Air-Breathing Fish That Eats Animals Found in Hudson Valley, New York

Original Article: Sep 1, 2021

An invasive fish from Asia that can live on land for days and uses its sharp teeth to eat animals has been spotted in the Hudson Valley and other parts of New York State.

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Air-Breathing Fish That Eats Animals Found in Hudson Valley, Other Parts of New York

An invasive fish from Asia that can live on land for days and uses its sharp teeth to eat animals has been spotted in the Hudson Valley and other parts of New York State.  

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On Tuesday, the New York State DEC announced the agency is investigating the prevalence of the invasive northern snakehead fish in Bashakill Marsh in Wurtsboro, Sullivan County, after a recent angler report from the area.

On Aug. 16, DEC's Region 3 Fisheries Unit received a report of an angler catching a northern snakehead in the Bashakill Marsh. The angler submitted a photo and DEC confirmed the fish was a northern snakehead.

"Northern snakehead is an invasive fish from Asia that has the potential to reduce or even eliminate native fish populations and alter aquatic communities. Snakehead was introduced into New York State through aquarium dumping, fish market releases, and bait dumping," the DEC states.

Snakeheads will also spread to nearby water bodies on their own since they can breathe air and survive for days out of water, according to the DEC. The fish eats snakes, mice and small birds and reproduces rapidly, officials say.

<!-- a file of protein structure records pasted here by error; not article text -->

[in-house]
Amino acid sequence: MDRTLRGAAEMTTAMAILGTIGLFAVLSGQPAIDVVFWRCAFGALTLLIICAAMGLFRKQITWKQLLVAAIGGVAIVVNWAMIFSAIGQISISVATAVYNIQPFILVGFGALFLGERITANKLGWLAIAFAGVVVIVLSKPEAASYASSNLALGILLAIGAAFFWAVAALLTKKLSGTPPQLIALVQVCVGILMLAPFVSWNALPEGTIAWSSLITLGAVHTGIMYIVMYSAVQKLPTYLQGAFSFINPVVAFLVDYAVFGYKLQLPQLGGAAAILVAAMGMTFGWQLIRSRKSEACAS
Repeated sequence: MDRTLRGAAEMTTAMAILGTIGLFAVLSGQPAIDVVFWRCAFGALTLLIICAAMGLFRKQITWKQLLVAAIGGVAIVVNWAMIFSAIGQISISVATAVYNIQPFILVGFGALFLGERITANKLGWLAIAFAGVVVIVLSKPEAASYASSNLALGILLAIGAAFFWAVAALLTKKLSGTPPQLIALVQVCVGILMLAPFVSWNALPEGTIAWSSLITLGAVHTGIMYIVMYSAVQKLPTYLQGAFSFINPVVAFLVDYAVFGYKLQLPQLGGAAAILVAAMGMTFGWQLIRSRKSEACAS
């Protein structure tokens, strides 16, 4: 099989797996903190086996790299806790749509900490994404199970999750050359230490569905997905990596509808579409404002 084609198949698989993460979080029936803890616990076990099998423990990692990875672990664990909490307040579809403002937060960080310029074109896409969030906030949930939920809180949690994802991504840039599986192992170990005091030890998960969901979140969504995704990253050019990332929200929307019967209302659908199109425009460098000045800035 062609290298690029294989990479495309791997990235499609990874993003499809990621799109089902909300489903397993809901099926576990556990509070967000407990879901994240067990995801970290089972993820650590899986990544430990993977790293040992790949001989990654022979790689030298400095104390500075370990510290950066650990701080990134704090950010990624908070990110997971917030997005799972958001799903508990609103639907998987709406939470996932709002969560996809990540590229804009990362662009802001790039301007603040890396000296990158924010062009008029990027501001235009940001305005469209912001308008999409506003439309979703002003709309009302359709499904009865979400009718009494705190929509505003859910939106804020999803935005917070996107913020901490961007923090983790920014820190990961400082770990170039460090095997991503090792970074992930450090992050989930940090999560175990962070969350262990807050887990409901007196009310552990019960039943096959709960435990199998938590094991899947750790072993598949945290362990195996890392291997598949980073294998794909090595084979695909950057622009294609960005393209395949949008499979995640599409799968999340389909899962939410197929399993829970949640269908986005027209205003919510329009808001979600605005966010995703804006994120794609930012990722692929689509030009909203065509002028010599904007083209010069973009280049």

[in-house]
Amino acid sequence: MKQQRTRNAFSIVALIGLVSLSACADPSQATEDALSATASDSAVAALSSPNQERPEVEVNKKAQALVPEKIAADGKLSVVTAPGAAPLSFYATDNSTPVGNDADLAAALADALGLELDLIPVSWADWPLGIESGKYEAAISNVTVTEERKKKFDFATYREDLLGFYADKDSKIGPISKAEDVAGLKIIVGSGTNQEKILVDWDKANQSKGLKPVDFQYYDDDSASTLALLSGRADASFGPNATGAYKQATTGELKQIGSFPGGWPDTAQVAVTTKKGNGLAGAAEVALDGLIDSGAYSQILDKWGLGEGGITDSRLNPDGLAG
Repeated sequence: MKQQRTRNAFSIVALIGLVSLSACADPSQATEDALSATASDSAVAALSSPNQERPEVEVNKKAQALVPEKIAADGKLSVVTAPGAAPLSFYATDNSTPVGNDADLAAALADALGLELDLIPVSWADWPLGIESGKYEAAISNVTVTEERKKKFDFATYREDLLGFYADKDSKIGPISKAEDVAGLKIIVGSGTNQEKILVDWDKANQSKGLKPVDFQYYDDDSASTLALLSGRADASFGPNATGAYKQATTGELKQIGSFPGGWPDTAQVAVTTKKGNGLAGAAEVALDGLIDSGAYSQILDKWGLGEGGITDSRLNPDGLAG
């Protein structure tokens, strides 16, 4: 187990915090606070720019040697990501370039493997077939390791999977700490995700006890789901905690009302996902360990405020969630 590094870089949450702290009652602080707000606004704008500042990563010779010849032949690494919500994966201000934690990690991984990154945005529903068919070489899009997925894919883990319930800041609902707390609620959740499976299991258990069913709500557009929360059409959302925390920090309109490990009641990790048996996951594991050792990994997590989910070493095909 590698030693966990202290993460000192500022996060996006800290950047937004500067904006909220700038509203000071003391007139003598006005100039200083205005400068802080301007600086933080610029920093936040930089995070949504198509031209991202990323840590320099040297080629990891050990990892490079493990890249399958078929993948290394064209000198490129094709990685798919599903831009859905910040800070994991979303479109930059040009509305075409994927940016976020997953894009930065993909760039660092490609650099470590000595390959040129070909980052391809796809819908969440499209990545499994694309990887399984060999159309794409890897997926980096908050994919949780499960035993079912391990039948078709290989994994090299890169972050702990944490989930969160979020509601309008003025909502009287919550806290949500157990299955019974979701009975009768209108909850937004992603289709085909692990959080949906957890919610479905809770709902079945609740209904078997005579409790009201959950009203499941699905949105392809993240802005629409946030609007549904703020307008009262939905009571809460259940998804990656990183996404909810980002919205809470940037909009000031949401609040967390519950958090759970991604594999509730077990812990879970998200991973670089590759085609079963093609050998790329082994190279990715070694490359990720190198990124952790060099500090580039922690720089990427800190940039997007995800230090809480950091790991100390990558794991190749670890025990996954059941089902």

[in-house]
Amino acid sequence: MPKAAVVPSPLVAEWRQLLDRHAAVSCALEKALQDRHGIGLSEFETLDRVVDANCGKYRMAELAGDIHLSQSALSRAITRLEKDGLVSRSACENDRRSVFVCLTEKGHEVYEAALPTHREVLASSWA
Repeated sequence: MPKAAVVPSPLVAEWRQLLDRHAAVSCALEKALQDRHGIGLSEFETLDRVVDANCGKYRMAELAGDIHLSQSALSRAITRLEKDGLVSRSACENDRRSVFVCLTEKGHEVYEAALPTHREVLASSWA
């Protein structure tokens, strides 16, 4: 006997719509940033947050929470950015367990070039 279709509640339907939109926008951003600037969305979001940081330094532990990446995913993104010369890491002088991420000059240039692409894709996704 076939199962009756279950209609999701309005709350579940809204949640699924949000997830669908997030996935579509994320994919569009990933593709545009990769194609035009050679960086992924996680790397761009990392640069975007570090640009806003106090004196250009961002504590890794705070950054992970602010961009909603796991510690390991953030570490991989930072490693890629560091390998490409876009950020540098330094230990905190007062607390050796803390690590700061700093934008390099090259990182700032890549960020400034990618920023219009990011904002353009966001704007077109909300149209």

Any northern snakehead caught should be immediately killed and reported to the DEC.

In September 2020, a northern snakehead was caught from the Delaware River near Callicoon, in Sullivan County.

In 2008, it was spotted in Orange County in Ridgebury Lake in the town of Waywayanda.

Elsewhere in New York State, snakeheads were identified in two connected ponds in Queens

"When introduced, they have the potential to negatively impact fish populations," the DEC states.

Northern snakeheads are long, thin fish with a single fin running the length of the back. These invasive fish are generally brown with large, dark blotches along their sides and can grow up to three feet in length. Northern snakeheads have a somewhat flattened head and a large mouth with many teeth. Juveniles feed on a wide variety of microscopic organisms, insect larvae, and crustaceans that native fish rely on for food. As adults, northern snakeheads feed mostly on other fish species, but also crustaceans, reptiles, mammals and small birds.

Anglers are advised to take the following actions if they catch a snakehead:
• Do not release it back to the water;
• Freeze it whole for DEC verification purposes or collect tissue samples. Carcasses missing filets can still be used by the DEC;
• If possible, take pictures of the fish, including close-ups of its mouth, fins, and tail;
• Note where it was caught (waterbody, landmarks, or GPS coordinates);
• Report the catch to the Region 4 DEC fisheries office by calling 607-652-7366 or email photos and the above information to You can also submit a report through iMapinvasives

Snakeheads resemble our native bowfin, but the native bowfin has a shorter anal fin and a more rounded tail fin.

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